PHIL 029-601 PHILOSOPHY OF SPORT MEYER, MILTON W 0600PM-0900PM This is an introductory philosophy course that uses philosophical tools to understand and answer questions that arise in and about sports. Is there a principled basis for determining which methods of performance enhancement are acceptable? Developing a framework to answer this question will take us through: 1) questions about rules: what is their point in sports and what are appropriate reasons to change them; 2) questions about the point of participation in a sport; 3) questions about the kinds of virtues sports participants can demonstrate; and 4) questions about integrity of participants and a sport itself. A related set of questions concerns the appropriate competitors in sporting events: Should competition be restricted to single sex categories; Should competition be divided into disabled and non-disabled categories?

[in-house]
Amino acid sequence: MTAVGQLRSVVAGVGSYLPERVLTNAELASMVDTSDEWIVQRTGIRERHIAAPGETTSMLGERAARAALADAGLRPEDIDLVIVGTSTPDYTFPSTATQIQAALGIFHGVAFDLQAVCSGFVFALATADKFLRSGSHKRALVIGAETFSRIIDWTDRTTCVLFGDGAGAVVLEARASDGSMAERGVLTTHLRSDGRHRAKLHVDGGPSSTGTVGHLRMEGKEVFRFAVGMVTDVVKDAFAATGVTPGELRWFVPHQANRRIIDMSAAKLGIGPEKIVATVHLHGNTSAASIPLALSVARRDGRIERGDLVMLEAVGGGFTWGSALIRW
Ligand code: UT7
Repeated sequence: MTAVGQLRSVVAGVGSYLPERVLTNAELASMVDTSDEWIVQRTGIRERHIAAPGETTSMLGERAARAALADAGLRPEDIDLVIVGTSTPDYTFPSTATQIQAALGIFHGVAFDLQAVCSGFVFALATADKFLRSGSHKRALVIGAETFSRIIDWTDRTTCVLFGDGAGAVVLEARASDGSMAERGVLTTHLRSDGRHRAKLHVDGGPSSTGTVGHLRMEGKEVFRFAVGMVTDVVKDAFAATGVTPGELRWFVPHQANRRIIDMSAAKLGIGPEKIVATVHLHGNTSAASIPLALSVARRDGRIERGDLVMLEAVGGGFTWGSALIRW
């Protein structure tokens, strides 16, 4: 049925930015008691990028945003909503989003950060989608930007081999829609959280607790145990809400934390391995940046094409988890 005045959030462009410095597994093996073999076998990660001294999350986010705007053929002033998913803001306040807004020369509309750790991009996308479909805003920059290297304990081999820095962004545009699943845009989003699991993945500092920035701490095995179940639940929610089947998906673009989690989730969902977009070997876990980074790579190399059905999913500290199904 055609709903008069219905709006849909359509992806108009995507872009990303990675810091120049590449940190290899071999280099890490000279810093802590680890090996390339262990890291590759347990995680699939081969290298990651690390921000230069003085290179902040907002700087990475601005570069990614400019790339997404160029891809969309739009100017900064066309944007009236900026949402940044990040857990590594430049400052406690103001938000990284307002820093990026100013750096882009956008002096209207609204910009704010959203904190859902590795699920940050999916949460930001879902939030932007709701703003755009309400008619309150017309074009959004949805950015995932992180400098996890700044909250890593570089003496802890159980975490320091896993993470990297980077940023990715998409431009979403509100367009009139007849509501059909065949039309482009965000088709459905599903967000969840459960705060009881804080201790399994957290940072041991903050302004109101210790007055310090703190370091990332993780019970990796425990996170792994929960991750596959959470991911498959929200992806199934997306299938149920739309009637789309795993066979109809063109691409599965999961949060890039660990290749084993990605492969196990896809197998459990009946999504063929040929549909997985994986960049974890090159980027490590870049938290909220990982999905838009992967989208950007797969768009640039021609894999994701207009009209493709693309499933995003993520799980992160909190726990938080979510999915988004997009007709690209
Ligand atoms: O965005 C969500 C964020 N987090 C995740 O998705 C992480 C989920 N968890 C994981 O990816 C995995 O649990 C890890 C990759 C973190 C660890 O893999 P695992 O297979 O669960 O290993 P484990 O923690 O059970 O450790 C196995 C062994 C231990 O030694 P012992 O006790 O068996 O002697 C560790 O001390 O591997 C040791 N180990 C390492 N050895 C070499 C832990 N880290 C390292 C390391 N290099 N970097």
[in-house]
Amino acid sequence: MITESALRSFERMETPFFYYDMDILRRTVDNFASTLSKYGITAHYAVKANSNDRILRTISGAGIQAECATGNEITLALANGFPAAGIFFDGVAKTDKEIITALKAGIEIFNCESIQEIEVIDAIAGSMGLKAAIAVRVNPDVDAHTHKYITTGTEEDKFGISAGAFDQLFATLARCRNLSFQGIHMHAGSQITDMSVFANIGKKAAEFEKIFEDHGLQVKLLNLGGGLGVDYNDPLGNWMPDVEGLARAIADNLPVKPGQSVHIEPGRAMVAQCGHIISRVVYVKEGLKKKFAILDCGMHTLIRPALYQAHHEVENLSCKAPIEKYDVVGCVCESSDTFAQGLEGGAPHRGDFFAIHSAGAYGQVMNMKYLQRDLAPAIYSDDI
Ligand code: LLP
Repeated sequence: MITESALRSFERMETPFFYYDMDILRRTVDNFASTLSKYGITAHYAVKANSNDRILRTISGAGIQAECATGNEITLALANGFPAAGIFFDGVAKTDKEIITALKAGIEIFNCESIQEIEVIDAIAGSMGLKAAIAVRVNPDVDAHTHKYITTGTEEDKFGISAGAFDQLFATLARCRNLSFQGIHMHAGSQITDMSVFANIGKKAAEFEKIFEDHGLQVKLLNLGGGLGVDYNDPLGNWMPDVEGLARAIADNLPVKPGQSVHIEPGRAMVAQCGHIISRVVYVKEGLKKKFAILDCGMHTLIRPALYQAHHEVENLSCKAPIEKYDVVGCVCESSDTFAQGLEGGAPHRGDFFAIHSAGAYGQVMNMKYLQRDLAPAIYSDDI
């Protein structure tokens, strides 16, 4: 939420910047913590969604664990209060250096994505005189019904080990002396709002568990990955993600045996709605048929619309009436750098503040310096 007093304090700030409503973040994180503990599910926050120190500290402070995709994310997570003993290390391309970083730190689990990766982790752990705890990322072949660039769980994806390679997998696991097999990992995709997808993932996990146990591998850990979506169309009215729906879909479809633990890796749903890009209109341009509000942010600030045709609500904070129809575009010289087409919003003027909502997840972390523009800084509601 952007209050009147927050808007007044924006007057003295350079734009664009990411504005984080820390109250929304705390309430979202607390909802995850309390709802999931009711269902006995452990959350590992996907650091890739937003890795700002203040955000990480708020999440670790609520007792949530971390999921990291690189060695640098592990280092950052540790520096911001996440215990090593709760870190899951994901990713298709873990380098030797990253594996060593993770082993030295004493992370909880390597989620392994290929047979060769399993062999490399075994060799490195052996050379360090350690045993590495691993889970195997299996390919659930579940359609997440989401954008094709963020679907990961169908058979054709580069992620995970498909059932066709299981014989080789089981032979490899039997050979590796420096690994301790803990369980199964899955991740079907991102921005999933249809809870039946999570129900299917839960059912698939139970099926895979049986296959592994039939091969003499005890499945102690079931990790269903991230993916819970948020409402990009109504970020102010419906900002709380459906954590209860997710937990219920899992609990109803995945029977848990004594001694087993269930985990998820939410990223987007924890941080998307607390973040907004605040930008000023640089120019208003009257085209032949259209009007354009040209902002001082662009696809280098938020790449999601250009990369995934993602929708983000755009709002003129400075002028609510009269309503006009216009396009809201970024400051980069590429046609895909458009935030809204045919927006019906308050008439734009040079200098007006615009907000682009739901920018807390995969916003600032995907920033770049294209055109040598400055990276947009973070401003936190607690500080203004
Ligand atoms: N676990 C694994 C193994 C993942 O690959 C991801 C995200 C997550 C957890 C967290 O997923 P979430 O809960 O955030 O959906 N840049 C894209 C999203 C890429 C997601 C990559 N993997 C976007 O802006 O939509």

PHIL 030-401 PLATO: DEMCY & PWER RHET REESE, BRIAN MW 0200PM-0330PM If you aspired to a political career in ancient Athens, public speaking was an essential skill. Athens was a direct democracy, which meant that having the ability to win over your fellow citizens was tantamount to political success. Young, ambitious citizens would therefore pay handsomely to study with rhetoricians, who professed to teach this all-important skill. Plato, however, was famously wary of the power of rhetoric. In this class, we will read selections from Plato's dialogues in which many of the most prominent rhetoricians are engaged in discussion with Socrates about the nature of rhetoric, as well as its potential benefits and pitfalls. Students will then assume the role of citizens charged with speaking before the Athenian Assembly on various subjects. This will likely include a recreation of the trial of Socrates, who was himself accused of using rhetoric to make the weaker argument the stronger. By examining democracy at its threshold, and the power wielded by rhetoricians within a democracy, this CWiC seminar aims to provide both the context and the perspective to consider its later evolution. Grades will be based on at least two oral presentations, as well as general participation in other classroom activities.